Brain structure could be different in dyslexic children

T476983311 (1)he brain structure of a dyslexic child could be different to that of a youngster without the condition.

The structural connectivity of a dyslexic child’s brain could be different to that of a typically developed child, a new study has suggested.

Dyslexia is a common learning difficulty that primarily affects the skills involved in the reading and spelling of words. This includes struggling to recognise and decode words, and problems with comprehension. According to the NHS, an estimated one in ten people have dyslexia to some degree, with the condition affecting individuals from all walks of life.

Over the years, scientists have conducted copious amounts of research into discovering the exact cause of dyslexia. Specialist brain scans, in particular functional magnetic resonance imaging (MRI) scans, have shed light onto reduced functioning of an area near the back of the brain called the occipito-temporal cortex.

However, little research has been performed on the sub-cortical brain regions that involve processes such as short and long-term memory, decision making and emotional reactions – all of which are affected in someone with dyslexia.

Researchers at Vanderbilt Peabody College in the US set out to examine the structural differences in the brain connectivity of 20 children with developmental dyslexia, compared to 20 typically developing readers. All participants were aged between eight and 17.

Focusing on the sub-cortical thalamus brain region, they used a specialised neuroimaging technique called diffusion tensor imaging (DTI), which works by visually mapping the structure of the brain.

The thalamus plays an important role in the brain and has multiple functions: it processes and relays sensory and motor information to different subcortical regions via nerve fibres that make up part of the brain’s white matter; and also regulates states of sleep and wakefulness, including arousal and the level of awareness.

It was hoped that the DTI method would produce a clearer picture of the thalamus and enable the researchers to gain a better understanding of its role in reading behaviour.

The results showed that in the dyslexic group, a different pattern of thalamic connectivity was found in their sensorimotor and lateral prefrontal cortices – in comparison to these brain regions in the typically developing group.

Commenting on the findings, lead researcher Laurie Cutting said: “These results suggest that the thalamus may play a key role in reading behaviour by mediating the functions of task-specific cortical regions.

“Such findings lay the foundation for future studies to investigate further neurobiological anomalies in the development of thalamo-cortical connectivity in individuals with dyslexia.”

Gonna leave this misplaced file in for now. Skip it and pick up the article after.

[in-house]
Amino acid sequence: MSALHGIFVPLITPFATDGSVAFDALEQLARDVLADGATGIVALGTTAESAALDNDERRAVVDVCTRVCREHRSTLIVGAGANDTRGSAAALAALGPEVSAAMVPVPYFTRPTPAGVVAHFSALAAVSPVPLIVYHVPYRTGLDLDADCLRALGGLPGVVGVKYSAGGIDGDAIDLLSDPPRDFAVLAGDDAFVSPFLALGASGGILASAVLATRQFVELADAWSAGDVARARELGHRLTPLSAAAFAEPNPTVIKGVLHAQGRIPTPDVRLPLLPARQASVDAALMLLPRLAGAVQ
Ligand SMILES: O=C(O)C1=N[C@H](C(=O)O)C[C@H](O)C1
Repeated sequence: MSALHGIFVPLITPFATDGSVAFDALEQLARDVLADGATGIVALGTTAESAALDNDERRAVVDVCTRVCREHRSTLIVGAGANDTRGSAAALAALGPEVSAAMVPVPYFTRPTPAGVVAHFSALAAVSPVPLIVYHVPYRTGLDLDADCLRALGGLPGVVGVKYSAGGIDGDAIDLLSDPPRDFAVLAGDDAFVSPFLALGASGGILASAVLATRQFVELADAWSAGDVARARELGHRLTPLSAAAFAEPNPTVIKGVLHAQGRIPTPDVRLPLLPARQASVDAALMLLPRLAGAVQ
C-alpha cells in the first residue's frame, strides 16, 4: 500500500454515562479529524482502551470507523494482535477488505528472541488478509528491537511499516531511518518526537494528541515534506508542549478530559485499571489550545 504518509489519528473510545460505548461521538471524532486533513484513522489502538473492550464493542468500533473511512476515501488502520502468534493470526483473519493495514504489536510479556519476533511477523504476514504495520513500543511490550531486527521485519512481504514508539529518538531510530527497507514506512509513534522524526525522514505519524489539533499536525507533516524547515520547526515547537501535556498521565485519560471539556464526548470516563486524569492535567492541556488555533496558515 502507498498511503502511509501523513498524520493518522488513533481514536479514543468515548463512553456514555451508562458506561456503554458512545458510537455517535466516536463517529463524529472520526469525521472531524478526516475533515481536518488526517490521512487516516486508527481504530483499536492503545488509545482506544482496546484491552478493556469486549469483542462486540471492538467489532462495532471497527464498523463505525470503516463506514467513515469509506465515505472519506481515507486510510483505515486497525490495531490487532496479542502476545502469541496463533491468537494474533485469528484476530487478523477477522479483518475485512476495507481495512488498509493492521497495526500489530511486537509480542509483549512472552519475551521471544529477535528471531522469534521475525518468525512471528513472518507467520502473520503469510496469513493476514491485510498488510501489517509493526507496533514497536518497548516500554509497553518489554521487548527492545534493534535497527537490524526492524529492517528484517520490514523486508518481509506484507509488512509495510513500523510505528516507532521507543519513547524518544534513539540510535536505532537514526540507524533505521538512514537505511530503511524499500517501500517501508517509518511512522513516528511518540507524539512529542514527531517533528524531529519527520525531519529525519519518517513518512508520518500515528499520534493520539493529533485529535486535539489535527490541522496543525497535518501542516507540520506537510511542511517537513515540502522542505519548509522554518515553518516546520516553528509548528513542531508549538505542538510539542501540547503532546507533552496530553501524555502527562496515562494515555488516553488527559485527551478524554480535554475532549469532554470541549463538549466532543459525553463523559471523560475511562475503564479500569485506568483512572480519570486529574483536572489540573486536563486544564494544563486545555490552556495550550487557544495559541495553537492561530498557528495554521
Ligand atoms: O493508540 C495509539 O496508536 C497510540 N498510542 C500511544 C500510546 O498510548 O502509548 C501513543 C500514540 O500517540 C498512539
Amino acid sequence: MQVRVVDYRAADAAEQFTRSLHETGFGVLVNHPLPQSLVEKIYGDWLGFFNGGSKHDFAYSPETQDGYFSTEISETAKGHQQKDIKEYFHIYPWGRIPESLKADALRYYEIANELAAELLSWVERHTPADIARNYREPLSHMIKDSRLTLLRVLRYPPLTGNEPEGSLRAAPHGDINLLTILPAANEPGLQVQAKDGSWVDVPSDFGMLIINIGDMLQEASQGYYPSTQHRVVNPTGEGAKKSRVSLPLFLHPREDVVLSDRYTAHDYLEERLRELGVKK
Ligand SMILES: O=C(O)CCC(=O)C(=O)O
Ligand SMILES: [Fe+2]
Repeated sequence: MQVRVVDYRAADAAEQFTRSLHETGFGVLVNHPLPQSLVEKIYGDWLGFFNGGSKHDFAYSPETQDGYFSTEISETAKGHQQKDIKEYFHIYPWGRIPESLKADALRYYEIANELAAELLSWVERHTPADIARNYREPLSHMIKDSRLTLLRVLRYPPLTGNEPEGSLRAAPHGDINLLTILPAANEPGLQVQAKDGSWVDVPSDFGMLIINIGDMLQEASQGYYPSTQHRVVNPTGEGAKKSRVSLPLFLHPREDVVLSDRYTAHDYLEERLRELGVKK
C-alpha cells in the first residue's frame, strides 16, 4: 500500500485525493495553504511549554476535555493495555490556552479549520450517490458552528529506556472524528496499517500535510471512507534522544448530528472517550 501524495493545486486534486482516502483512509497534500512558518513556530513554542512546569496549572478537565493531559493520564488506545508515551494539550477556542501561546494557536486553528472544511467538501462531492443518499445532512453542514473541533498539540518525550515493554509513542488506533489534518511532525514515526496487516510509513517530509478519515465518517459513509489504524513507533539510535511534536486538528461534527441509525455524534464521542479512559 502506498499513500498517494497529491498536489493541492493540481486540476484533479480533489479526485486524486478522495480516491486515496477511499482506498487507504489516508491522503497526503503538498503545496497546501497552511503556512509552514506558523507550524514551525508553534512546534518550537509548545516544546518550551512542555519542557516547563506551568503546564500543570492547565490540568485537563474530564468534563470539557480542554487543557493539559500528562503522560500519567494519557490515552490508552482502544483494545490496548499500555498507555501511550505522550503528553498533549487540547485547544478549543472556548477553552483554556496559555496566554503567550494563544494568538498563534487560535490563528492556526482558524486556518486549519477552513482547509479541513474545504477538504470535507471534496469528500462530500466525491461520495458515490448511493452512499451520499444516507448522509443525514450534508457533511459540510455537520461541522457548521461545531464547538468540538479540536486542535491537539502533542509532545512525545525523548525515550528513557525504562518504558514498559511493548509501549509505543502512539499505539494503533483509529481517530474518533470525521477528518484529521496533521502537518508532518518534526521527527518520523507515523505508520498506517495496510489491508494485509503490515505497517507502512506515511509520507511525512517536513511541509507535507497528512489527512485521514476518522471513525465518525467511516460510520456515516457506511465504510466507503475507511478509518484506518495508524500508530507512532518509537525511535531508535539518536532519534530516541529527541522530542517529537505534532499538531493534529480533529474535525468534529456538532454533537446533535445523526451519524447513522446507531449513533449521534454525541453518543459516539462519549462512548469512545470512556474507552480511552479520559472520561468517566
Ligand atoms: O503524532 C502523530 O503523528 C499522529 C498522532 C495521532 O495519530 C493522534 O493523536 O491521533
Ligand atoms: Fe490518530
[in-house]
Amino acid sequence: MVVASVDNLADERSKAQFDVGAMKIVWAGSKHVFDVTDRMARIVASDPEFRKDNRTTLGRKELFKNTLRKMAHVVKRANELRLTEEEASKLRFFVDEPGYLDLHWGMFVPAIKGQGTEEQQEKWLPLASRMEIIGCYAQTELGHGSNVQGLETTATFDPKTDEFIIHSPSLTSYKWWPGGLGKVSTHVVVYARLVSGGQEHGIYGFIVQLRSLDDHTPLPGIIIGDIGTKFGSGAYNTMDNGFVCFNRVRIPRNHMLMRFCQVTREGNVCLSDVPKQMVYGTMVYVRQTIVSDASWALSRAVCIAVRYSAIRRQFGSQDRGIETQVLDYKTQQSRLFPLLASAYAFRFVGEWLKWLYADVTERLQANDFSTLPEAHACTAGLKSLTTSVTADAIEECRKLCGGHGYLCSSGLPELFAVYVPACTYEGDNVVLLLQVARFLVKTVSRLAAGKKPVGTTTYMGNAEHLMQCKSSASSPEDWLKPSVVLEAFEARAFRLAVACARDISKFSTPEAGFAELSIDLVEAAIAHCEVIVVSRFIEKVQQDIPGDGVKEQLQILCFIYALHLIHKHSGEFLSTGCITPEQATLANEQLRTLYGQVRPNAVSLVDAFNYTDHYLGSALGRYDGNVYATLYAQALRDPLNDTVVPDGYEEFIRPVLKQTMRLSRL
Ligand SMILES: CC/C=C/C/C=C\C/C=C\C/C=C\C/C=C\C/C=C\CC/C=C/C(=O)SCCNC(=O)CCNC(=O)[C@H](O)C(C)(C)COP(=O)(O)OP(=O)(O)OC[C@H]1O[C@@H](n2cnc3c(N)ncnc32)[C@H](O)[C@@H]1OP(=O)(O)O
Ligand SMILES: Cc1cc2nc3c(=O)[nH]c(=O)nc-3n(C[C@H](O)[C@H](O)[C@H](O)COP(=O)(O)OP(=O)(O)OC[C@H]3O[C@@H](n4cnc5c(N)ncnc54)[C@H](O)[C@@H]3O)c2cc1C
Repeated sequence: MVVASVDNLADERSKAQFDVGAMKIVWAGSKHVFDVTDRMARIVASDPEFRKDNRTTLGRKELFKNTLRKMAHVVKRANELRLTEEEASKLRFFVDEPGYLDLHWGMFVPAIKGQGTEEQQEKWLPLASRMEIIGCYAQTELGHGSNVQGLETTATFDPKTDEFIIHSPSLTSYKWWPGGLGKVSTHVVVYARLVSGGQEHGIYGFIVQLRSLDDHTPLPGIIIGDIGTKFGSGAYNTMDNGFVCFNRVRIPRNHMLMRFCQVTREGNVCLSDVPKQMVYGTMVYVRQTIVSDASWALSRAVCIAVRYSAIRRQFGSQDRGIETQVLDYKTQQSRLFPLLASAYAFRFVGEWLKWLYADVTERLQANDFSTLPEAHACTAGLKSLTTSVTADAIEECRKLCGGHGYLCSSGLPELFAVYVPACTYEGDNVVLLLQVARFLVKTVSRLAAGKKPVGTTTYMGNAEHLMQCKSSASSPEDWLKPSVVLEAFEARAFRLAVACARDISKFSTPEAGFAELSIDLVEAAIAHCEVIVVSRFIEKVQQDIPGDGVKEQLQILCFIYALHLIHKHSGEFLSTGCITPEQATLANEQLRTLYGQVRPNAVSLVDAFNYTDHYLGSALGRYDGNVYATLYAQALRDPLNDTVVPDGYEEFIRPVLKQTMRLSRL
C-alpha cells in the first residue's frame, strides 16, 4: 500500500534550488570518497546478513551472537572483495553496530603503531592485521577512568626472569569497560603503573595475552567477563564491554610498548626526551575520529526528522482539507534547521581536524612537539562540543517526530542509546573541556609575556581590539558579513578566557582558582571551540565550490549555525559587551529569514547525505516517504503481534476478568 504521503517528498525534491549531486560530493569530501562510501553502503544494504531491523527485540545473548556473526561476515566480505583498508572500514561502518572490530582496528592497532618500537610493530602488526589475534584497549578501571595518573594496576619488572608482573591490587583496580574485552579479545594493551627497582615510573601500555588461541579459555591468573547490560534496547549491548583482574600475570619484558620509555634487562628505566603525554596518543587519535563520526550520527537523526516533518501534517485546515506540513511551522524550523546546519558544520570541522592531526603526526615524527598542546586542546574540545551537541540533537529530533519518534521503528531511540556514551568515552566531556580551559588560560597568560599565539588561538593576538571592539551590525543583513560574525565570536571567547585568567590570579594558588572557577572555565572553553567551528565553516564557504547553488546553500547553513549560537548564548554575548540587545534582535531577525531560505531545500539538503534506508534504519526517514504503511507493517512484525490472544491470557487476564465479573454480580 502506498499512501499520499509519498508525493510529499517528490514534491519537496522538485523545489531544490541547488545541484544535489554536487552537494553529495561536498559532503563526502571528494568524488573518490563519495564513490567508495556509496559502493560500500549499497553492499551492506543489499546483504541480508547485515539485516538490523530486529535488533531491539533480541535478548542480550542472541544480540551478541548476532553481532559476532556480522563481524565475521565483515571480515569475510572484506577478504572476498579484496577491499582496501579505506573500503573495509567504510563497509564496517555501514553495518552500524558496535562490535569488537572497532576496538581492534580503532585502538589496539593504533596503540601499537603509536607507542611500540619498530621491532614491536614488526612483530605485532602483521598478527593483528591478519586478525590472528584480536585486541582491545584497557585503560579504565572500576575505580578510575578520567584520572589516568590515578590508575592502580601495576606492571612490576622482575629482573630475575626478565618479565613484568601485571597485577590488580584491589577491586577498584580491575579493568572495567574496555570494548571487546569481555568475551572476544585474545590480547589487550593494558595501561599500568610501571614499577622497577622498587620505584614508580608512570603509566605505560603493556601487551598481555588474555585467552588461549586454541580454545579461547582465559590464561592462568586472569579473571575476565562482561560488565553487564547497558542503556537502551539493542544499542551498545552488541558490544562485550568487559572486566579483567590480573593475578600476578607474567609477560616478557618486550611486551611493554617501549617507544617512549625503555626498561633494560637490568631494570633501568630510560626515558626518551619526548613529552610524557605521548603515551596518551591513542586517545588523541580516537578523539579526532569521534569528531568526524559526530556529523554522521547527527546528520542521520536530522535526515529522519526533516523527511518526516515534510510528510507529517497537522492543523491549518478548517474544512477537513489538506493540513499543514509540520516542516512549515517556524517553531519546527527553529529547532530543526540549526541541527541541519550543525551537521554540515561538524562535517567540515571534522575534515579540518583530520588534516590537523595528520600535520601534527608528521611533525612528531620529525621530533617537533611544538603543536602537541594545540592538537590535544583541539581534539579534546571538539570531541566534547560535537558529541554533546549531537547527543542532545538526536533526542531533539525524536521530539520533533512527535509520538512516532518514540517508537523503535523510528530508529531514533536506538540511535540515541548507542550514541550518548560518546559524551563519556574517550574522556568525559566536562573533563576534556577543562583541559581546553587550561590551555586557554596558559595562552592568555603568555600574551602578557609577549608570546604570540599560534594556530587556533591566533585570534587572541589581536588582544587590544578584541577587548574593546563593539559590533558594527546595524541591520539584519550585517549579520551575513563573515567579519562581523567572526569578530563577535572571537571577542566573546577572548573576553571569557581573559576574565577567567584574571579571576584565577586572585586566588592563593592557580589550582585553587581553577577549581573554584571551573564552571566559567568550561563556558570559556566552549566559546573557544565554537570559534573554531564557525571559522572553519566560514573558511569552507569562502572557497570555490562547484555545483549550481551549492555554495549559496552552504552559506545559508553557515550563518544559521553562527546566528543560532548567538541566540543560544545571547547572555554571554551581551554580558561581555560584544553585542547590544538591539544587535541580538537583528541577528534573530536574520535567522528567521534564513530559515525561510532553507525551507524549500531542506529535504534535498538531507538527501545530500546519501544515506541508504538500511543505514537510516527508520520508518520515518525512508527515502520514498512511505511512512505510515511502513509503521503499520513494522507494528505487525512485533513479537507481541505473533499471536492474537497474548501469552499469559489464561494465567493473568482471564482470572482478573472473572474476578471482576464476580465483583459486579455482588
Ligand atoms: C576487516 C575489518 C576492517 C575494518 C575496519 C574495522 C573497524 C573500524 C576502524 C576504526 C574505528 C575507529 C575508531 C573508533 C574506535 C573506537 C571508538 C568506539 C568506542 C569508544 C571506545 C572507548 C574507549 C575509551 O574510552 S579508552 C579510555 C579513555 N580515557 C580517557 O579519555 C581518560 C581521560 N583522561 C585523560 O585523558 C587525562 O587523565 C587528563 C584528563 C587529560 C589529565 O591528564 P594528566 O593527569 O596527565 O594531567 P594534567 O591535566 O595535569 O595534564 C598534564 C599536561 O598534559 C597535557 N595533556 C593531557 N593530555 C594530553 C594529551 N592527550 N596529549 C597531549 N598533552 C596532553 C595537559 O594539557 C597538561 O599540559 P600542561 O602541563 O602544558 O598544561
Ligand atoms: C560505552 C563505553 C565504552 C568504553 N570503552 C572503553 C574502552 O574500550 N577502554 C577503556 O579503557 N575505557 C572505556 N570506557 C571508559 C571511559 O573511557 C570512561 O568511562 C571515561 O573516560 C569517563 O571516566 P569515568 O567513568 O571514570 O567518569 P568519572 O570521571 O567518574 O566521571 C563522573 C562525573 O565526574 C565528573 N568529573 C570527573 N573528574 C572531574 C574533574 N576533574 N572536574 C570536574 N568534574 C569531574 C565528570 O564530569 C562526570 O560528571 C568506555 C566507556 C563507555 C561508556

In a related study, the scientists decided to investigate the structural connectivity patterns in the left occipito-temporal region of the brain, which is important for reading.

Although past research has shown this area to have reduced functioning in people with dyslexia, few studies have focused on its visual word form functionalities.

The team set out to do so by performing diffusion MRI on the occipito-temporal region and surrounding area in 55 dyslexic and typically developing children.

Again, the brain structure differed between the two groups; those with dyslexia displayed greater connectivity to the regions involved with memory and vision, while the typically developing readers displayed increased connectivity to linguistic regions.

These studies reinforce the need to provide dyslexic children with additional help and support – both in school and at home.
One way in which teachers and parents can do so is by making use of assistive technologies. These digital software programs are interactive learning tools designed for people with learning difficulties. They involve a series of games and activities, which are a fun way of enhancing a child’s literacy and numeracy skills.

Dyslexic children at school ‘struggle on multiple fronts’

When children with disabilities and learning difficulties such as dyslexia begin school, their behaviour tends to get worse, a new study has suggested.

The latest data comes from the Millennium Cohort Study, in which researchers from the Institute of Education, the London School of Economics (LSE) and the National Children’s Bureau analysed information on around 6,371 children born in 2000 and 2001 in the UK.

This study records information provided by parents on their child’s relationship, behavioural and emotional issues at the ages of three, five and seven.

teacher helping young primary school student
teacher helping young primary school student

The researchers set out to compare such factors between children without disabilities and those who have a variety of learning, developmental and health problems, including special educational needs.

By comparing the records, differences between the two groups could be identified. It was found that children with long-term illnesses and learning difficulties like dyslexia were more likely to have emotional problems, struggle to form relationships with other children and display hyperactive behaviour.

It was noted that these issues were most severe between the ages of three and seven.

Lucinda Platt, professor at the LSE department of social policy, said: “If schools could be more aware that those with disabilities are likely to be struggling in multiple ways then they might be able to intervene earlier on.”

Speaking about the findings, Philippa Stobbs – assistant director of the Council for Disabled Children – said it should be “imperative that we focus on improving the learning environment for our youngest and most vulnerable children”.

One way for teachers, parents and carers to enhance the skills of children with learning disabilities is to make use of assistive technologies. These are digital software tools specially designed to help those struggling with subjects such as maths and English. By working through each fun-filled activity, the child can increase their numeracy and literacy knowledge, and boost their level of self-esteem.

This could contribute towards significantly improving their behaviour in the school environment, as they will feel less frustrated, more confident and at ease around their peers who don’t have learning difficulties.